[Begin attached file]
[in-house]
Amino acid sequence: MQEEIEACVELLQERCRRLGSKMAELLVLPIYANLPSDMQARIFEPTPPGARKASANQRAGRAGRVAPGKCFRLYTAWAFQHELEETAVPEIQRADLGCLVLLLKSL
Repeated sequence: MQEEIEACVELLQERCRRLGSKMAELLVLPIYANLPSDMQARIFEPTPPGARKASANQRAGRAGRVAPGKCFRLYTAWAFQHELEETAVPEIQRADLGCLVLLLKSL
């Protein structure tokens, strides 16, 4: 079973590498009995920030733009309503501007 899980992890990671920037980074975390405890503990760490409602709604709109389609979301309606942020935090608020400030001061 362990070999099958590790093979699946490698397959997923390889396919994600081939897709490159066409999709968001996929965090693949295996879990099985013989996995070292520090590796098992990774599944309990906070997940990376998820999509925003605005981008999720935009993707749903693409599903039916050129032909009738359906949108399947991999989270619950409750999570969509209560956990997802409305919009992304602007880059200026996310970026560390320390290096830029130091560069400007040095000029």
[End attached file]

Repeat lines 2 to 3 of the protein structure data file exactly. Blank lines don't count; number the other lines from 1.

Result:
Amino acid sequence: MQEEIEACVELLQERCRRLGSKMAELLVLPIYANLPSDMQARIFEPTPPGARKASANQRAGRAGRVAPGKCFRLYTAWAFQHELEETAVPEIQRADLGCLVLLLKSL
Repeated sequence: MQEEIEACVELLQERCRRLGSKMAELLVLPIYANLPSDMQARIFEPTPPGARKASANQRAGRAGRVAPGKCFRLYTAWAFQHELEETAVPEIQRADLGCLVLLLKSL